Former police chief Raymond Zammit and his brother acquired three plots of land in Mosta for a paltry sum after benefitting from a “ministerial policy” which affected the valuation process.
Official documents show that the land value was calculated as if the government was buying rather than selling three adjacent plots in Triq il-Fortizza, Mosta.
The plots, amounting to 383 square metres, were bought for €8,200, €4,200 and €6,200 respectively, with the former police commissioner getting the lion’s share of the land.
There was no estimate by an architect to determine what the plots were worth, as is normal practice when the government sells public land.
Mr Zammit and his brother were the only bidders for each of the three tenders advertised by the Government Property Division (Land Department) last April.
The advert did not contain a minimum value being requested for each plot of land, usually based on an architect’s evaluation.
Replying to questions from The Sunday Times of Malta, the GPD said: “The department’s estimate was exceeded.”
When pressed to state what the estimate was based upon, the Planning Parliamentary Secretariat said a mathematical calculation was used.
“In this case, the estimated value was mathematically computed in accordance with a ministerial approved policy which states that the ‘value of the land should be based on the value of the land when it was acquired by the current occupier adjusted according to the inflation index plus an annual five per cent till date of sale’,” the secretariat said.
This is a calculation used when the government is expropriating land for public benefit.
When the government sold land by tender under the previous administration, an architect’s evaluation was invariably required.
When this newspaper questioned the procedure and asked for a copy of the ministerial policy, no reply was forthcoming.
Nor did the Planning Parliamentary Secretariat respond when asked whether this was a ministerial decision particular to this case rather than a ministerial policy.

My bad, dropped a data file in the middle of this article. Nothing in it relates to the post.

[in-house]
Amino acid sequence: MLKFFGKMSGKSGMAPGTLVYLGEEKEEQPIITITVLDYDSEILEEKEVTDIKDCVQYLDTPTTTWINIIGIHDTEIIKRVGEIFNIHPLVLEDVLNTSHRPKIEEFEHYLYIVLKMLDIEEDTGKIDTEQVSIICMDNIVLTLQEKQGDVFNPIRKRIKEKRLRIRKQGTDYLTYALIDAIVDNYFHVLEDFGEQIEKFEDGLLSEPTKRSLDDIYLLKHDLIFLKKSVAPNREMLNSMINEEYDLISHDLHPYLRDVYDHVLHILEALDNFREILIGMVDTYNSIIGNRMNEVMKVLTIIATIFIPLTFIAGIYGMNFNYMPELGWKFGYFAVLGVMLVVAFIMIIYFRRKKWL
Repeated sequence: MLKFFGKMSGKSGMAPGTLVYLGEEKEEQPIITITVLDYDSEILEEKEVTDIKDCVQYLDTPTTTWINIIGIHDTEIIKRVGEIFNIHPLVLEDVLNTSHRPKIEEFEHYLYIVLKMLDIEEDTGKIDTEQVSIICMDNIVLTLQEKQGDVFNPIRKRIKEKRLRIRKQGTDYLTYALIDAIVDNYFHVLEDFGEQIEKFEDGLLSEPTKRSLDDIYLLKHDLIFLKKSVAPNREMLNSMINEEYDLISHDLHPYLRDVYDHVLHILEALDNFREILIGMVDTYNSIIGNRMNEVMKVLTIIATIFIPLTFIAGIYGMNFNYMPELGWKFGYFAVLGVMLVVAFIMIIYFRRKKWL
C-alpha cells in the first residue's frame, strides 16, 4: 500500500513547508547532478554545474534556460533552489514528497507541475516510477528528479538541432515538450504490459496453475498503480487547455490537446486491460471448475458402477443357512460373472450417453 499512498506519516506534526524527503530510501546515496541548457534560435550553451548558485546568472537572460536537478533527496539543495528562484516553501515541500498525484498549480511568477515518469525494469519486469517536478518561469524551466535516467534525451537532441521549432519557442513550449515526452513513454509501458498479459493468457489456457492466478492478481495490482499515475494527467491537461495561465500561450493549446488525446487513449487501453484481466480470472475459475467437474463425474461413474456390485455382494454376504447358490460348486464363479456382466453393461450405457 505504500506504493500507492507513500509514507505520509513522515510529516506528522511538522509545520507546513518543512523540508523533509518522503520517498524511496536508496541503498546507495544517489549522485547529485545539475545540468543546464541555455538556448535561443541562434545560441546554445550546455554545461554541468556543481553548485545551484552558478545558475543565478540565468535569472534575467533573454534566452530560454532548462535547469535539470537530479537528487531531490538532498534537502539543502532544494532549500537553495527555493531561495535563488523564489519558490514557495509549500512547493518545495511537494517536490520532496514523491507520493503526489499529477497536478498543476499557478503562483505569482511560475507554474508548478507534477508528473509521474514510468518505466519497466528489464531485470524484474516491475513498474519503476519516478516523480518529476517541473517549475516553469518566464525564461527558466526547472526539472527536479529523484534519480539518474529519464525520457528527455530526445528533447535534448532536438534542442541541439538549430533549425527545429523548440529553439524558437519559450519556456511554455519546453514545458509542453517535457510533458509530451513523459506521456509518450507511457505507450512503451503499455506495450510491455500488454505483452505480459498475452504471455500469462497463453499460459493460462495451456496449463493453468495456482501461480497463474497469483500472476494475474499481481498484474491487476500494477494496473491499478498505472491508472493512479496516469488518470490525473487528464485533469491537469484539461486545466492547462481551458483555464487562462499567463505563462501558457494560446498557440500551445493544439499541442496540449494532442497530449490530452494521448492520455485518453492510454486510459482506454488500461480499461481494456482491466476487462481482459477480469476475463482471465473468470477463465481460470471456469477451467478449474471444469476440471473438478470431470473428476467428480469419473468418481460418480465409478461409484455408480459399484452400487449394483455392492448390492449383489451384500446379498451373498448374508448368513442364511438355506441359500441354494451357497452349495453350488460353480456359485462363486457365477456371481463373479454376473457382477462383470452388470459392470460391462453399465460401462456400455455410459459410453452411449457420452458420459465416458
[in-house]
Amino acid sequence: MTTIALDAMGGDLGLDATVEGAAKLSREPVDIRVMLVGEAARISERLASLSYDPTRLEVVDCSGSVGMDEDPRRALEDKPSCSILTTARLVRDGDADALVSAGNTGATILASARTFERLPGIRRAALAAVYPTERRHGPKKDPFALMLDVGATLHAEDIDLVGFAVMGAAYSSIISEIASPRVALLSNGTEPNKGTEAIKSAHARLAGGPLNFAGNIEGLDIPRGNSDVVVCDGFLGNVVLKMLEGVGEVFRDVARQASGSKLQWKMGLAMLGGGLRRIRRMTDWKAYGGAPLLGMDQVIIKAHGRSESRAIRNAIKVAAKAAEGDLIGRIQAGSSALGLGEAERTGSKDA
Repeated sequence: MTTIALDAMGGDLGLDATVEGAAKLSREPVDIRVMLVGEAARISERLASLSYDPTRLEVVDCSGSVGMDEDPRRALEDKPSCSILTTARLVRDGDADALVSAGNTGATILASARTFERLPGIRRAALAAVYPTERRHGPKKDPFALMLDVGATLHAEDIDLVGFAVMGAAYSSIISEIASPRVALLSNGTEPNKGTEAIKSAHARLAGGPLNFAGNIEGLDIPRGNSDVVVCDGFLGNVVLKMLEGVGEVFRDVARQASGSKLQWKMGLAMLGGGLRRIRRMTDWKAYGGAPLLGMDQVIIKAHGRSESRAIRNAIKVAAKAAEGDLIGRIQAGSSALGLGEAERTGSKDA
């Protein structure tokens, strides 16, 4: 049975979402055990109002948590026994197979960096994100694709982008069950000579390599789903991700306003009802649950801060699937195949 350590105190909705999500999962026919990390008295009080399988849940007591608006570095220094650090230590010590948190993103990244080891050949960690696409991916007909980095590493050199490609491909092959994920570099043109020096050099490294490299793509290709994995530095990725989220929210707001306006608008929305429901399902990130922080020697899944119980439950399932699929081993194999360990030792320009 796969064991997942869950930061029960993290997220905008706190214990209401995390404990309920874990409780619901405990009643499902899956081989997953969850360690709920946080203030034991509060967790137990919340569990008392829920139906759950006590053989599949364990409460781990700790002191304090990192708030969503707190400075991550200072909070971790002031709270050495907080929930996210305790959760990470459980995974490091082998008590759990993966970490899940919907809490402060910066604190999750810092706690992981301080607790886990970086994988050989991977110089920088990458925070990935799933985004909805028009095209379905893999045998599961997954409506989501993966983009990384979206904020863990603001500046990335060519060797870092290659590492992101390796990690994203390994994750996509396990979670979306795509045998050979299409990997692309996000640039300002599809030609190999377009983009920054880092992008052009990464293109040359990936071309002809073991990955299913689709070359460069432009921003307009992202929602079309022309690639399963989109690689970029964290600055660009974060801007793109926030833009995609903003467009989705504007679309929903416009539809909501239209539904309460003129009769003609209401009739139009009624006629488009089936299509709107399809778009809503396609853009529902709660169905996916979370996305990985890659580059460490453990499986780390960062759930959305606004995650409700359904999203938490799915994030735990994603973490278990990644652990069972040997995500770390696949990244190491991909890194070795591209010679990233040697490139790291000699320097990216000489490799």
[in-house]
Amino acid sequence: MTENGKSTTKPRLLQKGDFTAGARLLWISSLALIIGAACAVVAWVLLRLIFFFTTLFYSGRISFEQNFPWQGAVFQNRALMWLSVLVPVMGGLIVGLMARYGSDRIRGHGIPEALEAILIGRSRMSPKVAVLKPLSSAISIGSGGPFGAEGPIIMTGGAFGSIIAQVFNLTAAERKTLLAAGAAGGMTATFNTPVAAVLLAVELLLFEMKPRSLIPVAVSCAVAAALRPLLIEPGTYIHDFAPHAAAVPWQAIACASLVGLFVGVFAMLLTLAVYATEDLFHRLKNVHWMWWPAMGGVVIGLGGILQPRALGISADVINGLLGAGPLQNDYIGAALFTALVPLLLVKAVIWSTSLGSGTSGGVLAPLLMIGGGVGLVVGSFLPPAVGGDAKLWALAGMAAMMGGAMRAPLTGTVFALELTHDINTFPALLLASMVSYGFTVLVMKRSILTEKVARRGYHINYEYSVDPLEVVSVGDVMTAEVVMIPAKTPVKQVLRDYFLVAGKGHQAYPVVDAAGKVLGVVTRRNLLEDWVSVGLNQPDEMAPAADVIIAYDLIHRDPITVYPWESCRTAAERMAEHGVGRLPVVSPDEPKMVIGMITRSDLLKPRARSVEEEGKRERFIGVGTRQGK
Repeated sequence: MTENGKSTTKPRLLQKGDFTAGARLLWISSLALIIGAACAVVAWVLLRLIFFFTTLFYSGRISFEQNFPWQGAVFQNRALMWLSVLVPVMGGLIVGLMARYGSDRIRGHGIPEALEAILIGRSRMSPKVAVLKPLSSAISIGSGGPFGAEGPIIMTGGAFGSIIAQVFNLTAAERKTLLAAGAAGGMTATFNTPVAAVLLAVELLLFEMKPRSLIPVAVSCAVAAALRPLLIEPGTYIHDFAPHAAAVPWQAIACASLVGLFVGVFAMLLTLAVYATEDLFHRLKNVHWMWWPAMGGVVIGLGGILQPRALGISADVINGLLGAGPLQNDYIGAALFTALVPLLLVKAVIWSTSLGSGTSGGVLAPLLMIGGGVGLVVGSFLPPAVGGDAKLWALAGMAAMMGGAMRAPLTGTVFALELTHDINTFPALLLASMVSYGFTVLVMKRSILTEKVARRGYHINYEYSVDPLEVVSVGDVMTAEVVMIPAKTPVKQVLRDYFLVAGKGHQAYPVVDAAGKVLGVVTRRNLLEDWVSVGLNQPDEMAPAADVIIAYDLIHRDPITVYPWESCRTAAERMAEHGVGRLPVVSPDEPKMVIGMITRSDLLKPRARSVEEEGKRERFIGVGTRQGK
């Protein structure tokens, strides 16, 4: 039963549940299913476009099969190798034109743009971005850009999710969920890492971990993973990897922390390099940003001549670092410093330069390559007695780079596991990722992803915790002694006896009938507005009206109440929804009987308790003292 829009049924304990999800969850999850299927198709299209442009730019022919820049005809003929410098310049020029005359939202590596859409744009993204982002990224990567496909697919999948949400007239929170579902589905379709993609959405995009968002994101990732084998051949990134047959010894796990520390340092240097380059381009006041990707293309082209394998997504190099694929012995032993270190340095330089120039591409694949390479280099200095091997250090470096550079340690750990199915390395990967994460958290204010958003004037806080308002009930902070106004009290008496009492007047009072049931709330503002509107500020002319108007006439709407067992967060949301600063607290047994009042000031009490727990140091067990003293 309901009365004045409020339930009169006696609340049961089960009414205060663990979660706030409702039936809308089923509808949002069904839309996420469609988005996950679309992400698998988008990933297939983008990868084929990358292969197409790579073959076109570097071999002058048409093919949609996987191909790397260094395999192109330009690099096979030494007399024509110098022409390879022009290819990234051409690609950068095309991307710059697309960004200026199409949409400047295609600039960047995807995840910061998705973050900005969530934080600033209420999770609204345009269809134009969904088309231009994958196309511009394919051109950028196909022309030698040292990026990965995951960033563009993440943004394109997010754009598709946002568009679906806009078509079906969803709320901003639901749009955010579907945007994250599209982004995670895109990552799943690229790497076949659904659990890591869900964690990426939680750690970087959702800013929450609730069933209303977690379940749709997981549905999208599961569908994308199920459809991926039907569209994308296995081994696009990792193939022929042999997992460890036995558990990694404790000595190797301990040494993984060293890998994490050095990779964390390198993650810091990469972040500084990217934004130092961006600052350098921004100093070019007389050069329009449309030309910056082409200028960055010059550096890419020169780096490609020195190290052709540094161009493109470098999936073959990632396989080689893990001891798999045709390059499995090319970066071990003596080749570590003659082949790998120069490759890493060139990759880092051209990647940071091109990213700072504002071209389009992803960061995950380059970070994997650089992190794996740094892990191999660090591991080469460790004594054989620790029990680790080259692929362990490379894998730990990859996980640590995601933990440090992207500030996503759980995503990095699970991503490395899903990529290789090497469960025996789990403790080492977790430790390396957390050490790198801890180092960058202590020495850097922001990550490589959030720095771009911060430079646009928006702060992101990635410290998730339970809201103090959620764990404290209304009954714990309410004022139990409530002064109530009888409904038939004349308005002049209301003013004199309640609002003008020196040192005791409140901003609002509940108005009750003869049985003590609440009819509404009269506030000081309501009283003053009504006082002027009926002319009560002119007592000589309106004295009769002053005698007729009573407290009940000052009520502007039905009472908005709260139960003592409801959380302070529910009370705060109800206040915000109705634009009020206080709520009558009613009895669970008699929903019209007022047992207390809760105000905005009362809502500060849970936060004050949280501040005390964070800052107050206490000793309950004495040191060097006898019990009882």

From 2009, publication of the minimum value estimated by the architect was standard procedure, as can be seen from official records.
However, today this procedure is only followed at the Commissioner’s discretion.
“The department’s policy is that in calls for tenders for the disposal of land which is subject to the right of first refusal or primarily interest only one person, the minimum value is not published,” the secretariat said.
When The Sunday Times of Malta contacted Mr Zammit, the former police chief initially said he had no idea what case the newspaper was referring to.
He asked for questions by e-mail, which were then answered by his lawyer Ian Spiteri Bailey.
He described the “long years of legal saga they [the Zammit brothers] had to endure following a notice sent to them by the Land Department to vacate… part of the land over which the Zammit family members have their place of abode”.
The families were asked to vacate a portion of land over which they had part of their homes built because they did not have a valid title to the land (since it was government property). The notice was “strongly contested”, the lawyer said.
The Zammit family held responsible the previous owners of the land and instituted legal proceedings against the Land Department contesting the validity of the title it “was alleging to have over the land”.
Despite court proceedings, it was the tenders issued last year that allowed the Zammit families to acquire the land in question.
The lawyer said the government’s title over the land was “very weak” so the families were given right of first refusal in the tenders issued.
• Former police chief Raymond Zammit acquired 199 square metres of land for €8,200.
• His brother, David Zammit, acquired 74 square metres of land for €4,200.
• They also jointly acquired 110 square metres of land for €6,200.
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